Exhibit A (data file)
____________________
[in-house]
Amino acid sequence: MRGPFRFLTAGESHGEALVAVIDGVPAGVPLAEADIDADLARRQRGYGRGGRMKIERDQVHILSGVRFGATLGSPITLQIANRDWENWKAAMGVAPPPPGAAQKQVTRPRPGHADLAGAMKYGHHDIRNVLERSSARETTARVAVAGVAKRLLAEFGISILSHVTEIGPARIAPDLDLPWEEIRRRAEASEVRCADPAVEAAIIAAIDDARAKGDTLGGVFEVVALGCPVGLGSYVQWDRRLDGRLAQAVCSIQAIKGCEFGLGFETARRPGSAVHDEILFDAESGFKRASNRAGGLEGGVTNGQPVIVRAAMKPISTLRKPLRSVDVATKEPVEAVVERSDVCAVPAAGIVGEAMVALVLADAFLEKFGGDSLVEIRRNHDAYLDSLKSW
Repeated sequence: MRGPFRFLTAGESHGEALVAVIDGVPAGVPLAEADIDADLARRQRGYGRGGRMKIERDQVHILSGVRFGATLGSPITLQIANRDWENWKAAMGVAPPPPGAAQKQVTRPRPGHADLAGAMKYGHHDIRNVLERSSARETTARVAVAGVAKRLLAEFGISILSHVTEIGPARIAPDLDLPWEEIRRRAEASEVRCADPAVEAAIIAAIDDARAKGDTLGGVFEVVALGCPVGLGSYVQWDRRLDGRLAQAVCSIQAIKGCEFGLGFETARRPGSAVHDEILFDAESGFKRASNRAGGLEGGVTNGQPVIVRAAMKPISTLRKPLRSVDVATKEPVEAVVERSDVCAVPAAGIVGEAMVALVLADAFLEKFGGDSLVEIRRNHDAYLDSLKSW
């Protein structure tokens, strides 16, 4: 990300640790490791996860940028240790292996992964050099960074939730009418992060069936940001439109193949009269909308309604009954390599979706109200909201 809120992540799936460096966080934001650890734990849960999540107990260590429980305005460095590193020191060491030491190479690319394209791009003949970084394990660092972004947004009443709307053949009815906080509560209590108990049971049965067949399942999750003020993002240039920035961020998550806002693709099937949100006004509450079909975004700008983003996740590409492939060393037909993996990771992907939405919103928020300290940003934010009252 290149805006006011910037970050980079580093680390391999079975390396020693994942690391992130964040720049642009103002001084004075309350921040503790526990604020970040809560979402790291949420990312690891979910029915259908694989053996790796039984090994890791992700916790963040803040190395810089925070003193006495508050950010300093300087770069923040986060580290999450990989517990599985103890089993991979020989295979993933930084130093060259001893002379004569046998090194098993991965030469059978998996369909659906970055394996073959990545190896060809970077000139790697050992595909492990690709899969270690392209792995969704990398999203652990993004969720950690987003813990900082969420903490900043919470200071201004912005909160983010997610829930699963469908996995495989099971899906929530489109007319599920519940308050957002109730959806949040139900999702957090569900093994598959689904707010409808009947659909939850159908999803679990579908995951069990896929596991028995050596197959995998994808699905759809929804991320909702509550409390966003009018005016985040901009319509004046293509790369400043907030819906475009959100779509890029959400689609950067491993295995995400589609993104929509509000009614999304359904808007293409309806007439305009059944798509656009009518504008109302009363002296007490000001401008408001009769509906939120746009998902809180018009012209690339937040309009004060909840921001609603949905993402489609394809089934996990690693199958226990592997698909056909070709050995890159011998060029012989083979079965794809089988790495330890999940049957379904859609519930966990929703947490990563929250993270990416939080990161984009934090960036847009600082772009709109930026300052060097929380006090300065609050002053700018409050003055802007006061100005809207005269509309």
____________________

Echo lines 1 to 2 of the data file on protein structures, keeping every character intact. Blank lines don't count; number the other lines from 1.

[in-house]
Amino acid sequence: MRGPFRFLTAGESHGEALVAVIDGVPAGVPLAEADIDADLARRQRGYGRGGRMKIERDQVHILSGVRFGATLGSPITLQIANRDWENWKAAMGVAPPPPGAAQKQVTRPRPGHADLAGAMKYGHHDIRNVLERSSARETTARVAVAGVAKRLLAEFGISILSHVTEIGPARIAPDLDLPWEEIRRRAEASEVRCADPAVEAAIIAAIDDARAKGDTLGGVFEVVALGCPVGLGSYVQWDRRLDGRLAQAVCSIQAIKGCEFGLGFETARRPGSAVHDEILFDAESGFKRASNRAGGLEGGVTNGQPVIVRAAMKPISTLRKPLRSVDVATKEPVEAVVERSDVCAVPAAGIVGEAMVALVLADAFLEKFGGDSLVEIRRNHDAYLDSLKSW